US secretly aids Pak in guarding nuke weapons: NYTNovember 18th, 2007 - 2:17 pm ICT by admin
Washington, Nov 18 (ANI): The Bush administration is said to have been secretly aiding President General Pervez Musharraf in securing Pakistans nuclear weapons.
The New York Times quoted current and former senior administration officials as saying that over the past six years, Washington has spent almost 100 million dollars on a highly classified program.
The story reported by David E. Sanger and William J. Broad, however, said that with the future of Pakistans leadership in doubt, debate is intensifying about whether Washington has done enough to help protect the warheads and laboratories, and whether Islamabads reluctance to reveal critical details about its arsenal has undercut the effectiveness of the continuing security effort.
The aid, buried in secret portions of the federal budget, paid for the training of Pakistani personnel in the United States and the construction of a nuclear security training centre in Pakistan, a facility that American officials say is nowhere near completion, even though it was supposed to be in operation this year.
A raft of equipment from helicopters to night-vision goggles to nuclear detection equipment was given to Pakistan to help secure its nuclear material, its warheads, and the laboratories that were the site of the worst known case of nuclear proliferation in the atomic age, said the daily.
American officials said that they believe the arsenal was safe at the moment, and that they take at face value Pakistani assurances that security is vastly improved. But in many cases, the Pakistani government has been reluctant to show American officials how or where the gear is actually used.
That is because the Pakistanis do not want to reveal the locations of their weapons or the amount or type of new bomb-grade fuel the country is now producing, it added.
The paper said that the American program was created after the 2001 9/11 attacks, when the Bush administration debated whether to share with Pakistan one of the crown jewels of American nuclear protection technology, known as permissive action links, or PALS, a system used to keep a weapon from detonating without proper codes and authorizations.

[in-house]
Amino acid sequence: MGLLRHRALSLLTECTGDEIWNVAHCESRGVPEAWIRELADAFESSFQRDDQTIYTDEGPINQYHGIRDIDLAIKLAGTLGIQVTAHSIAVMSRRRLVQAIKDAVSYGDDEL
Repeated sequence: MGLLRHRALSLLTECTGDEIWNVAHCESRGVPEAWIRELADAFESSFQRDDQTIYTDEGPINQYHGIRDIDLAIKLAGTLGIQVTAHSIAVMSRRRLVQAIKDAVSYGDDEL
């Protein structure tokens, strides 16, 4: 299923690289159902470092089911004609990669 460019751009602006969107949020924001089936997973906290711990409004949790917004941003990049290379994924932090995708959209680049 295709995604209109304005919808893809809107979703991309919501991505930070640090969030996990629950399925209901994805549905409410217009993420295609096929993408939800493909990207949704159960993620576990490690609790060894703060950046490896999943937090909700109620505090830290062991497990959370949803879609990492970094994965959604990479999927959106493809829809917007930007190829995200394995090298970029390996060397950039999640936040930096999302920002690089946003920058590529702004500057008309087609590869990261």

However, it was decided that not to share the system with the Pakistanis because of legal restrictions.
While many nuclear experts in the federal government favoured offering the PALS system because they considered Pakistans arsenal among the worlds most vulnerable to terrorist groups, some administration officials feared that sharing the technology would teach Pakistan too much about American weaponry, it said.
The daily went on to claim that it has known details of the secret program for more than three years, based on interviews with a range of American officials and nuclear experts, some of whom were concerned that Pakistans arsenal remained vulnerable.
The newspaper agreed to delay publication of the article after considering a request from the Bush administration, which argued that premature disclosure could hurt the effort to secure the weapons, the daily added.
So far, the amount spent by the US on the classified nuclear security program, less than 100 million dollars, amounts to slightly less than one percent of the roughly 10 billion dollars in known American aid to Pakistan since the September 11 attacks, the paper said, adding that most of that money has gone for assistance in counter-terrorism activities against the Taliban and al Qaeda. (ANI)
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